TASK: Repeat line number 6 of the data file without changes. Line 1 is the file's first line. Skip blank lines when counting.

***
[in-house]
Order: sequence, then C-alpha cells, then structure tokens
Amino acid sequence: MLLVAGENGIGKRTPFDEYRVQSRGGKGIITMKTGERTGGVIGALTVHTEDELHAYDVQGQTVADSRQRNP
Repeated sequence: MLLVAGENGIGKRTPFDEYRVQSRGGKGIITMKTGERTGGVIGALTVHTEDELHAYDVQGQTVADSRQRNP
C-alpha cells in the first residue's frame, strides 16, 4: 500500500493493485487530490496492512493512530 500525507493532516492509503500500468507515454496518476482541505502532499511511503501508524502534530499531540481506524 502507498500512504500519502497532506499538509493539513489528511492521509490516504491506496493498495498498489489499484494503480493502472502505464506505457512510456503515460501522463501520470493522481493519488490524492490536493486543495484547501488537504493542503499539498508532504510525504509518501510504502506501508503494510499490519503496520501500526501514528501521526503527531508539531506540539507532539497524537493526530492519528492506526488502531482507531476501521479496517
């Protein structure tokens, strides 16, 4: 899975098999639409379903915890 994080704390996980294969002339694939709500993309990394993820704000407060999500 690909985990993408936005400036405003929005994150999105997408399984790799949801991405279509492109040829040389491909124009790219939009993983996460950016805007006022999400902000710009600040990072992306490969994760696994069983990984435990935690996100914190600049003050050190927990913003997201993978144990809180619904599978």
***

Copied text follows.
């Protein structure tokens, strides 16, 4: 899975098999639409379903915890 994080704390996980294969002339694939709500993309990394993820704000407060999500 690909985990993408936005400036405003929005994150999105997408399984790799949801991405279509492109040829040389491909124009790219939009993983996460950016805007006022999400902000710009600040990072992306490969994760696994069983990984435990935690996100914190600049003050050190927990913003997201993978144990809180619904599978």